Our long week of conferences (interrupted by a snow day!) went well. The kids worked hard (mostly), and I think the conversations I had with them one on one about their writing were productive. I will finish those up on Monday with the kids that I missed due to the snow day.
This week we’re starting our unit on politics. Our unit question is “What is the relationship between the citizen and the state?” This is clearly a timely issue given the impending presidential election. I really like the question because it asks students to consider how they will engage with the political process. I encourage you to use this opportunity to talk about the current political happenings with your students. Many of them express a complete disinterest in politics, and I’d love to see these smart, soon-to-be voters start to educate themselves. And, please rest assured that I work very hard to represent all political views in my classroom and keep my own views to myself!! I think it’s incredibly important that our discussions about politics aren’t tainted by my own beliefs; rather, I want to expose my students to everything that’s out there and encourage them to think for themselves.
With our politics unit, we will be returning to our work with argumentative writing this week. We’ll be examining lots of op-eds about the current political environment and practicing mimicking how editorialists present evidence with a genuine, natural voice. Later in the week we will read some anchor texts for the unit, “A Modest Proposal” by Jonathan Swift (don’t tell your kids what it’s about if you’re familiar with it!) and “On Seeing England for the First Time” by Jamaica Kincaid. We will do some practice with multiple choice using these two texts as well as a graded discussion on Friday. This graded discussion score will be averaged with the score from last week’s discussion.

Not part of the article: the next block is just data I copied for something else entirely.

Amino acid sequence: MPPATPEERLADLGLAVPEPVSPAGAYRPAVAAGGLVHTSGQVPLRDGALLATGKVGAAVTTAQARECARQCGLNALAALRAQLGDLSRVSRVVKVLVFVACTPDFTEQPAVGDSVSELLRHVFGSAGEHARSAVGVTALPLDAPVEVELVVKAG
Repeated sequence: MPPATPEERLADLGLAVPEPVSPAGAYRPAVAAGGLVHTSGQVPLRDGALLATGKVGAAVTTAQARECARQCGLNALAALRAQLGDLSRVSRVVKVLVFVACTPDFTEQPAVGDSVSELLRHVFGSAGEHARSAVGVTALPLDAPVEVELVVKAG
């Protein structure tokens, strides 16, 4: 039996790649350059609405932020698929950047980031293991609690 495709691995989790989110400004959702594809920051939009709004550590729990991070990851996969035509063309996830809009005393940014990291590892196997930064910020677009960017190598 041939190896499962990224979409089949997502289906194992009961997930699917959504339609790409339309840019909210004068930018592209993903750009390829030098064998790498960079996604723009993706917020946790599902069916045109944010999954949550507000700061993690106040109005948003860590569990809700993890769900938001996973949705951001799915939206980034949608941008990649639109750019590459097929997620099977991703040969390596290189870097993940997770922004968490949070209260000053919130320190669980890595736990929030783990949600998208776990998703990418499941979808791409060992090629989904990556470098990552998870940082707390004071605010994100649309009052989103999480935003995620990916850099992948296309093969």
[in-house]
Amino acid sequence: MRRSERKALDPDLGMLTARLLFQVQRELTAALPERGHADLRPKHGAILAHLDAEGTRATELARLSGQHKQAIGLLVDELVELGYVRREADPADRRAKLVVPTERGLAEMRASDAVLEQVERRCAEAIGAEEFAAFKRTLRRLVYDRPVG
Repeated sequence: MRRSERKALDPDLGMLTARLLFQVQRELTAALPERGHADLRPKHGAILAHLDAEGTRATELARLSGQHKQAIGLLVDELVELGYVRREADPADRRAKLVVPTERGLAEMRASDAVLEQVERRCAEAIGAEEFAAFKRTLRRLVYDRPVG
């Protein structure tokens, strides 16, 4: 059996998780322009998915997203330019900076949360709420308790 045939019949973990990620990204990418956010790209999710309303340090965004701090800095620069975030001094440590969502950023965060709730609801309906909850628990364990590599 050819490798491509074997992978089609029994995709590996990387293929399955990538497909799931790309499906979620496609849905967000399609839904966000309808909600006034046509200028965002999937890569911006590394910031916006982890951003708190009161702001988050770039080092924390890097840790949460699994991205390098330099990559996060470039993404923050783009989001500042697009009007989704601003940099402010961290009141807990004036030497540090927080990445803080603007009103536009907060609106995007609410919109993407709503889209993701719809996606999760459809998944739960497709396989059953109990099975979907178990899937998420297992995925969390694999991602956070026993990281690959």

One last thing: Please do not be alarmed if your student’s grade has dipped a little at the beginning of the semester. We are working with all new skills this semester---mainly timed writing--and it is proving to be a challenge for many. They need not worry just yet. The grades in MiStar represent where they are right now, but there are second (and sometimes third) chances coming for all of those skills prior to the end of the card marking. The key to improving on those skills is practice. I have started providing lots of extra practice for students online and in class; those who take advantage of it will see the gains they're looking for! For example, this weekend students were given some practice multiple choice along with guided reading videos narrated by yours truly. Those aren't "for points" but taking advantage of that practice will pay off when students take the next multiple choice assessment. Please encourage your students to do the provided practice!
Enjoy the rest of your weekend!
Mrs. Hattie Maguire